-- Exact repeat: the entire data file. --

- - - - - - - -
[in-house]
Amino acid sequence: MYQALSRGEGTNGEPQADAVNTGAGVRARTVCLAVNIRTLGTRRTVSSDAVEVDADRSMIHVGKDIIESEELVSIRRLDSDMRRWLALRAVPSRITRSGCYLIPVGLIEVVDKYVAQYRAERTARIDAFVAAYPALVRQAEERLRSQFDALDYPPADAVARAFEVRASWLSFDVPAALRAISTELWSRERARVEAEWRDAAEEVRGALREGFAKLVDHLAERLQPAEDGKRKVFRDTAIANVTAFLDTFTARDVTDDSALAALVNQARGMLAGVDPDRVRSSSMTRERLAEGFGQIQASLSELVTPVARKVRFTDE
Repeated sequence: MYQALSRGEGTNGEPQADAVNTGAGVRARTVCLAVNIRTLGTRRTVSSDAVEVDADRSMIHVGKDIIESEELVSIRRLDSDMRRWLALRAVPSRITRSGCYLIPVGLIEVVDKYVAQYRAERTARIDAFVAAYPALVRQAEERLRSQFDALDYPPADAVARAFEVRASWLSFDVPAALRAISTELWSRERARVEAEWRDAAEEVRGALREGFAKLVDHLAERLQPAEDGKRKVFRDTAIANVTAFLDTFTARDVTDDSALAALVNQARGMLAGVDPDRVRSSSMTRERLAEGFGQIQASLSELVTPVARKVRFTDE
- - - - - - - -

[in-house]
Amino acid sequence: MYQALSRGEGTNGEPQADAVNTGAGVRARTVCLAVNIRTLGTRRTVSSDAVEVDADRSMIHVGKDIIESEELVSIRRLDSDMRRWLALRAVPSRITRSGCYLIPVGLIEVVDKYVAQYRAERTARIDAFVAAYPALVRQAEERLRSQFDALDYPPADAVARAFEVRASWLSFDVPAALRAISTELWSRERARVEAEWRDAAEEVRGALREGFAKLVDHLAERLQPAEDGKRKVFRDTAIANVTAFLDTFTARDVTDDSALAALVNQARGMLAGVDPDRVRSSSMTRERLAEGFGQIQASLSELVTPVARKVRFTDE
Repeated sequence: MYQALSRGEGTNGEPQADAVNTGAGVRARTVCLAVNIRTLGTRRTVSSDAVEVDADRSMIHVGKDIIESEELVSIRRLDSDMRRWLALRAVPSRITRSGCYLIPVGLIEVVDKYVAQYRAERTARIDAFVAAYPALVRQAEERLRSQFDALDYPPADAVARAFEVRASWLSFDVPAALRAISTELWSRERARVEAEWRDAAEEVRGALREGFAKLVDHLAERLQPAEDGKRKVFRDTAIANVTAFLDTFTARDVTDDSALAALVNQARGMLAGVDPDRVRSSSMTRERLAEGFGQIQASLSELVTPVARKVRFTDE